Saddam Hussein is sentenced to death. Is it a lifeline for the GOP?

Is the sentence a sign of progress or just another reminder of an unpopular and unnecessary war?

Tim Grieve
November 5, 2006 8:35PM (UTC)

A five-judge tribunal in Baghdad today declared Saddam Hussein guilty of crimes against humanity and sentenced him to death by hanging.

Do you feel better about the war now? More confident about the president's "strategy for victory" in Iraq? Are you more likely to vote for a Republican on Tuesday?


Saddam's sentencing was supposed to have happened on Oct. 18, but the tribunal last month rescheduled it for today, a date that happens to fall just two days before the 2006 midterm elections in the United States. Coincidence? A spokesman for the Iraqi High Tribunal insists that it is, that the question of timing belonged "100 percent" to the tribunal, and that the judges who serve on it care "nothing about American midterm elections."

Perhaps that's right. But Dick Cheney would have us all believe that terrorists in Iraq are focused on Nov. 7, so is it such a stretch to think that the judges hearing Saddam's case might be, too? In fact, Saddam's lawyers have accused the court and the Bush administration of conspiring to time the verdict and sentence to coincide with the elections. As Media Matters has noted, it wouldn't be the first time the Bush administration timed Iraq-related events with political considerations in mind. Among other things, the administration delayed assaults on insurgent strongholds in 2004 until right after the presidential election so that Americans wouldn't read of significant U.S. casualties before they voted.

White House Press Secretary Tony Snow denies that the administration has engaged in that sort of handiwork this time around. At the same time, the White House isn't exactly steering clear of the gift it thinks the tribunal has left on its doorstep. The president will take a victory lap before the press this afternoon, and you can bet that the Republican Party and its candidates will use the news to full political advantage between now and Tuesday.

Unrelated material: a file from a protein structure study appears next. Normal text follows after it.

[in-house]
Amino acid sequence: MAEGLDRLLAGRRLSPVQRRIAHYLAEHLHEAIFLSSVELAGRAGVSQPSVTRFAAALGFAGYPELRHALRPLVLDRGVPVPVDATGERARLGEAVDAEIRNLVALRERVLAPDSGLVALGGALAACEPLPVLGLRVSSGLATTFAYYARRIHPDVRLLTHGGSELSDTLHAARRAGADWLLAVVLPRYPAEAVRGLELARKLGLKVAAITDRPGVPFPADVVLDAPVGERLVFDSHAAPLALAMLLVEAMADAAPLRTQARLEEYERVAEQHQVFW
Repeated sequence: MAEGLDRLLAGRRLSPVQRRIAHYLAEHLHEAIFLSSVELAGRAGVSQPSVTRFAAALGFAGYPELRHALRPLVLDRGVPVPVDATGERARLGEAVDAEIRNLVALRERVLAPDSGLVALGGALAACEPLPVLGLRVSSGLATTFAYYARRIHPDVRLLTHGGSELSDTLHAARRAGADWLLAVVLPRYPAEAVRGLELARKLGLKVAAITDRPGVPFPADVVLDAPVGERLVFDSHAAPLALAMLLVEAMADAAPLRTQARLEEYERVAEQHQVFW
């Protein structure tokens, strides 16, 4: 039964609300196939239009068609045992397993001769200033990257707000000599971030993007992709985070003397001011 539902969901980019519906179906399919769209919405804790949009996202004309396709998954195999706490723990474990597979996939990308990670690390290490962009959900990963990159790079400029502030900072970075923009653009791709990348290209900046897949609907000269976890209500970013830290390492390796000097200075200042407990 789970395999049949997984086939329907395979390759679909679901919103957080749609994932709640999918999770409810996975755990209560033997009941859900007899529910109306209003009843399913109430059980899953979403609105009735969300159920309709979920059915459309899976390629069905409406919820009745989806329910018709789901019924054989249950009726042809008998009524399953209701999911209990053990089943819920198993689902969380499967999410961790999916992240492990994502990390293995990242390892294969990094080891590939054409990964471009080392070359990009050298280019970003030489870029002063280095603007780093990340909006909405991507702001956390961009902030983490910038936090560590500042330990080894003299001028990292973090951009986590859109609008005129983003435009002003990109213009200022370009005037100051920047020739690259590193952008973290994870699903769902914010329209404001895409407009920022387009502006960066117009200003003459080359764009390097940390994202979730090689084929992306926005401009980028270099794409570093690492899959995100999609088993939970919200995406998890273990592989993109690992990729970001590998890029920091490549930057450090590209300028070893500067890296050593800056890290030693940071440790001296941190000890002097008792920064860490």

Or at least they'll try. Sixty-four percent of Americans now say they "oppose" the war in Iraq. Fifty-six percent believe the United States "made a mistake" when it invaded Iraq in the first place. Saddam Hussein may loom large in the minds of George W. Bush and Dick Cheney, but those poll numbers suggest to us that Americans aren't all that focused on him anymore. Americans know now -- or at least they ought to -- that Saddam wasn't much of a threat to them before the war; sentenced or not sentenced, he's certainly no threat to them now. This isn't a scary new tape from Osama bin Laden, let alone news that a terrorist leader has been captured or a deadly plot foiled. It's a mopping up of an old mess, one handled so badly that it has created a much bigger one in its wake.

So maybe we're underestimating the Republican noise machine, but we have a hard time seeing how today's news changes much of anything on Tuesday. Indeed, by putting Iraq back on the front page -- by reminding Americans that they've lost nearly 2,900 of their own to oust someone we didn't need to oust -- the verdict and sentence could hurt the GOP more than it helps, particularly if the news leads to even further violence in Iraq. And maybe our own views about capital punishment cloud our thinking here, but the news of how Saddam will be killed -- by hanging -- suggests just how far Iraq has to go before it's the hopeful, modern society Bush used to promise it would be.

Tim Grieve

Tim Grieve is a senior writer and the author of Salon's War Room blog.

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2006 Elections Iraq Iraq War Middle East War Room

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